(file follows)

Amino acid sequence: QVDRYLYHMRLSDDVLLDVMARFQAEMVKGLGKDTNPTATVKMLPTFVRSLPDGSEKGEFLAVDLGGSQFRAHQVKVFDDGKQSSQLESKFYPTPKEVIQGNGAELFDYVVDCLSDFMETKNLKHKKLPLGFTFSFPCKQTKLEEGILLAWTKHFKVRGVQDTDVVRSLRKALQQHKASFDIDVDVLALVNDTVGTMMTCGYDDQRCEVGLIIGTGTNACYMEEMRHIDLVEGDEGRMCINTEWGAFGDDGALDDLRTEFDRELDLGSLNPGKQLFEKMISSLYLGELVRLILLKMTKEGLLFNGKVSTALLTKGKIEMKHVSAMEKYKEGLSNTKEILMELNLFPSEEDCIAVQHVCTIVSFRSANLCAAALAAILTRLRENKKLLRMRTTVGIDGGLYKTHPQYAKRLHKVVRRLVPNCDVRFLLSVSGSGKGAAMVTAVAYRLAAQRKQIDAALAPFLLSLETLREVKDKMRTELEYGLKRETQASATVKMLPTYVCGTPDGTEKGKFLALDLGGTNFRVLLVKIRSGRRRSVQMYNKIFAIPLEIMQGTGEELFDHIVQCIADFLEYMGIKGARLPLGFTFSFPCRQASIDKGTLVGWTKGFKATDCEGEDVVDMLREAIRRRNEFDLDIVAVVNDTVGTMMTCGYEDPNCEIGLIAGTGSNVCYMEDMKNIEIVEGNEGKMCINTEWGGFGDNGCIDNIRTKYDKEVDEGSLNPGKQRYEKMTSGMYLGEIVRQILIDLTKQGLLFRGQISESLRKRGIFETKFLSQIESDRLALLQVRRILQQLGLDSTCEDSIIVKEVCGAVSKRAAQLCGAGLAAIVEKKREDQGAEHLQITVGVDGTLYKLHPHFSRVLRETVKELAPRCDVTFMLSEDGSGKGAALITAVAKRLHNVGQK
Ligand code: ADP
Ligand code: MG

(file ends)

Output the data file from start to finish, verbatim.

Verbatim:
Amino acid sequence: QVDRYLYHMRLSDDVLLDVMARFQAEMVKGLGKDTNPTATVKMLPTFVRSLPDGSEKGEFLAVDLGGSQFRAHQVKVFDDGKQSSQLESKFYPTPKEVIQGNGAELFDYVVDCLSDFMETKNLKHKKLPLGFTFSFPCKQTKLEEGILLAWTKHFKVRGVQDTDVVRSLRKALQQHKASFDIDVDVLALVNDTVGTMMTCGYDDQRCEVGLIIGTGTNACYMEEMRHIDLVEGDEGRMCINTEWGAFGDDGALDDLRTEFDRELDLGSLNPGKQLFEKMISSLYLGELVRLILLKMTKEGLLFNGKVSTALLTKGKIEMKHVSAMEKYKEGLSNTKEILMELNLFPSEEDCIAVQHVCTIVSFRSANLCAAALAAILTRLRENKKLLRMRTTVGIDGGLYKTHPQYAKRLHKVVRRLVPNCDVRFLLSVSGSGKGAAMVTAVAYRLAAQRKQIDAALAPFLLSLETLREVKDKMRTELEYGLKRETQASATVKMLPTYVCGTPDGTEKGKFLALDLGGTNFRVLLVKIRSGRRRSVQMYNKIFAIPLEIMQGTGEELFDHIVQCIADFLEYMGIKGARLPLGFTFSFPCRQASIDKGTLVGWTKGFKATDCEGEDVVDMLREAIRRRNEFDLDIVAVVNDTVGTMMTCGYEDPNCEIGLIAGTGSNVCYMEDMKNIEIVEGNEGKMCINTEWGGFGDNGCIDNIRTKYDKEVDEGSLNPGKQRYEKMTSGMYLGEIVRQILIDLTKQGLLFRGQISESLRKRGIFETKFLSQIESDRLALLQVRRILQQLGLDSTCEDSIIVKEVCGAVSKRAAQLCGAGLAAIVEKKREDQGAEHLQITVGVDGTLYKLHPHFSRVLRETVKELAPRCDVTFMLSEDGSGKGAALITAVAKRLHNVGQK
Ligand code: ADP
Ligand code: MG